Posted in Autism, Down syndrome, Dual Diagnosis Down syndrome and autism, Fun Side of Nick

Cyber Monday Update

cyber-monday

Cyber Monday Update

Hope you all had a wonderful Thanksgiving holiday.  Nick was very excited to see his brother, Hank and his grandparents.  As I was setting the dining room table the night before, he went to his PECS (Picture Exchange Communication System) book, and handed me this icon with his grandparents on it. Nick is 22 years old and has Down syndrome and autism.

nick-gma-gpa-icon

We enjoyed a nice Thanksgiving dinner and plenty of leftover mashed potatoes for big guy!  Nick was happy to see his Thomas the Tank engine ornament, while decorating the Christmas tree.

nick-ornament

Nick tried to make off with his brother’s new vacuum cleaner for himself.  He must have thought Christmas came early for him, instead of Hank. He managed to drag the box all the way into the living room.   He loves to vacuum and does a nice job at it.  This has been one of his community jobs for several years since high school.

nick-hanks-vacuum

It was a nice visit with family.  The leftovers are finished, the Christmas trees are up, now onto Cyber Monday.  I might have to add another Shark vacuum to the cart.  That’s what is in my noggin this week.

~Teresa 🙂

Follow Nick:

Facebook and Pinterest @Down Syndrome With A Slice Of Autism

Instagram @nickdsautism

Twitter #tjunnerstall

 

 

Posted in Autism, Down syndrome, Dual Diagnosis Down syndrome and autism

Happy Thanksgiving

thankful

Happy Thanksgiving

It’s a busy week, so I’m keeping this brief.  Take time to count your blessings and enjoy the special time with loved ones, as you gather together.

I am grateful that Nick is happy, healthy, loving and yes, even mischievous, on this chilly Monday morning.  He kicked off the day in rare form.  In the 5 seconds it took to grab my purse, he rushed over and tossed my freshly brewed coffee all over the kitchen floor. Oh Nick, you do keep me on my toes, and for that I am thankful too.  Hey, it’s Nick’s world…. the rest of us are just trying to keep up.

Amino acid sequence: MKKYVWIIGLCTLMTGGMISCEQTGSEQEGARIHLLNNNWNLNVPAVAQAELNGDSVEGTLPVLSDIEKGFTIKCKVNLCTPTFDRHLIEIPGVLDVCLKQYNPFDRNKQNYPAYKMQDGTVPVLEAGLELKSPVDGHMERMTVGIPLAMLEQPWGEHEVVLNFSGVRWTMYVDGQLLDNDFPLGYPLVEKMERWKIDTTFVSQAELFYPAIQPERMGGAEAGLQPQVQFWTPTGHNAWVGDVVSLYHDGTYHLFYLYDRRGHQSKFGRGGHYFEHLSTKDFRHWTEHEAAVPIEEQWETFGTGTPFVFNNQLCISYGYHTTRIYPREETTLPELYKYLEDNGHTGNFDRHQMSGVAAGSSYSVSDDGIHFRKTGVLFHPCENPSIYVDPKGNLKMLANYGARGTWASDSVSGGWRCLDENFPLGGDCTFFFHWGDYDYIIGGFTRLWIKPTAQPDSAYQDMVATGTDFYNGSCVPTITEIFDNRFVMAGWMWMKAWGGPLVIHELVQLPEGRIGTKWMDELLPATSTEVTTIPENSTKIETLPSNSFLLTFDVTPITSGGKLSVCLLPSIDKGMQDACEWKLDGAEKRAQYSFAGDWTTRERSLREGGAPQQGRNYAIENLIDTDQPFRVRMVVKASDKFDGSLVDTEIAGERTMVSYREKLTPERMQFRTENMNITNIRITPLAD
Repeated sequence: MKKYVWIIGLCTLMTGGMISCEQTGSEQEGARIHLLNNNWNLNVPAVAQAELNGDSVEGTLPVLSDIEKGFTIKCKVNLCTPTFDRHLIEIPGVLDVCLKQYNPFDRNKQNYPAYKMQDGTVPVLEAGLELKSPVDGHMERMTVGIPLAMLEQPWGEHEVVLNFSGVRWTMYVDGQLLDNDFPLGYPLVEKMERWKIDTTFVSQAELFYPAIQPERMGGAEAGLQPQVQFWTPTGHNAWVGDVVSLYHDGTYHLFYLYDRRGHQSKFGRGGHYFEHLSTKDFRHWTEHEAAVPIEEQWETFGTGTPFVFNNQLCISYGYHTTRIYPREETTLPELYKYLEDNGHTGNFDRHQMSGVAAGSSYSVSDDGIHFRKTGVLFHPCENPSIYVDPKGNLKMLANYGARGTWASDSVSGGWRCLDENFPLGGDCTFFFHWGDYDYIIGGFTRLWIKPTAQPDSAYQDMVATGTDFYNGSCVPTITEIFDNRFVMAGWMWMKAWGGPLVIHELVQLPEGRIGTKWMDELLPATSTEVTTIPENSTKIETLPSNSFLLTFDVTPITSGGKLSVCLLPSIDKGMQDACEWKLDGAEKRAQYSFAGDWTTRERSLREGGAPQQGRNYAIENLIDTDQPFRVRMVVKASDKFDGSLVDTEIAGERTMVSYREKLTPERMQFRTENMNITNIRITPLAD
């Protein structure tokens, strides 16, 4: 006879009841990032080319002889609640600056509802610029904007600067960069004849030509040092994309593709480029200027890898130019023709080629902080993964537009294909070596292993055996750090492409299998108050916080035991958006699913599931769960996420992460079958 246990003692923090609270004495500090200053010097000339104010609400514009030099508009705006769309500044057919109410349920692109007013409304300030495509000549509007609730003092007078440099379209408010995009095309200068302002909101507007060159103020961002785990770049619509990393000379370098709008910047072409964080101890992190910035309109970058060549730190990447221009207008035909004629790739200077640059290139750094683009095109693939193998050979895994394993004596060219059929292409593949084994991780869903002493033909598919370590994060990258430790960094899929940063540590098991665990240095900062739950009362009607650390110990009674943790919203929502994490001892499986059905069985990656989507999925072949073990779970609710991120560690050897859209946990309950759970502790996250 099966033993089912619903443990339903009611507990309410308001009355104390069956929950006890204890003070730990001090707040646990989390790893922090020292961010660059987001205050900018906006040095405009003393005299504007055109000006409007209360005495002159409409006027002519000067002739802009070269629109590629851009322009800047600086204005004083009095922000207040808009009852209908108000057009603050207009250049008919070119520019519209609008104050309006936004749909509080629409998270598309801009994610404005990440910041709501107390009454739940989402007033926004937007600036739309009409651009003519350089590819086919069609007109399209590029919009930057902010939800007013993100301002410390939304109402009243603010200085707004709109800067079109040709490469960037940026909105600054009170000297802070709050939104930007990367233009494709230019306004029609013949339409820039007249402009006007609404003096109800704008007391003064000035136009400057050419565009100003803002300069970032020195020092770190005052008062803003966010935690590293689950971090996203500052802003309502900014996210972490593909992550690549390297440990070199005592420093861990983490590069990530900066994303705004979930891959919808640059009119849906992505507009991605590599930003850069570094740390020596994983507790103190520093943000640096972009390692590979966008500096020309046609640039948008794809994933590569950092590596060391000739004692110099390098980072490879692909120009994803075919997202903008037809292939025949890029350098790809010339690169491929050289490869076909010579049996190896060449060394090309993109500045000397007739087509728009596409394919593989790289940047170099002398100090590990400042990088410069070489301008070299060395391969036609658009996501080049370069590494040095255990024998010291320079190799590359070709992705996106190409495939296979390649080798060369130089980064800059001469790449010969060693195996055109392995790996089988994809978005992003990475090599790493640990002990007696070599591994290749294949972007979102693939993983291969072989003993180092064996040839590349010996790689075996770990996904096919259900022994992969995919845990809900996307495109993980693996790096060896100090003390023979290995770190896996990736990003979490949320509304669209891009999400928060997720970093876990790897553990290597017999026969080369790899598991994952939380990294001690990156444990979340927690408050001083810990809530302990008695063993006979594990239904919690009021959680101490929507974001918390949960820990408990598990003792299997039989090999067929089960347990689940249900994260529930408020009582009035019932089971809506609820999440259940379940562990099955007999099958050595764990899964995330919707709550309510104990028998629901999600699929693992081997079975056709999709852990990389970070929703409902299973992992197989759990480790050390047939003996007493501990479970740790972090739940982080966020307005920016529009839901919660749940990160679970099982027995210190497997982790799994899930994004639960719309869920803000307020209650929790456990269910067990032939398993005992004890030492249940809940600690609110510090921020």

That’s what is in my noggin this week.

Happy Thanksgiving!

~Teresa 🙂

 

Posted in Autism, Down syndrome, Dual Diagnosis Down syndrome and autism

Blog #162~ Horseback Riding Therapy

Blog #162~ Horseback Riding Therapy

nick-horseback-therapy

Horseback riding therapy, also known as Equine Assisted Therapy, involves interactions with horses for individuals with and without special needs, including those with physical, cognitive and emotional issues.  Hippotherapy is another term used by physical, speech, and occupational therapists to reach their patients on a personal level.

horseback-therapy

There are many benefits such as motor, emotional and sensory sensations that come with riding a horse. Horseback riding gently and rhythmically moves the rider’s body in a manner similar to a human gait, to improve  in flexibility, balance and muscle strength.

At age one, my son Nick was unable to sit up by himself due his low muscle tone, which is a trait of having Down syndrome.

Nick at age one…..

nick-low-tone-high-chair

We had to prop him up in the high chair, so he wouldn’t slide down or slump to either side.  Nick was receiving physical, occupational and speech therapy in his early intervention program.  Shortly after his first birthday, we enrolled him in a horseback riding therapy program.

Person’s having Down syndrome please note:

“Prior to considering hippotherapy as a treatment strategy for your child, it is important that they have current cervical x-rays to ensure the atlantoaxial joint (or C1-C2) is not at risk for dislocation.  Some people with Down Syndrome also may have a condition known as Atlantoaxial Instability — a misalignment of the top two vertebrae of the neck. This condition makes these individuals more prone to injury if they participate in activities that overextend or flex the neck. Parents are urged to have their child examined by a physician to determine whether or not their child should be restricted from sports and activities that place stress on the neck injury.”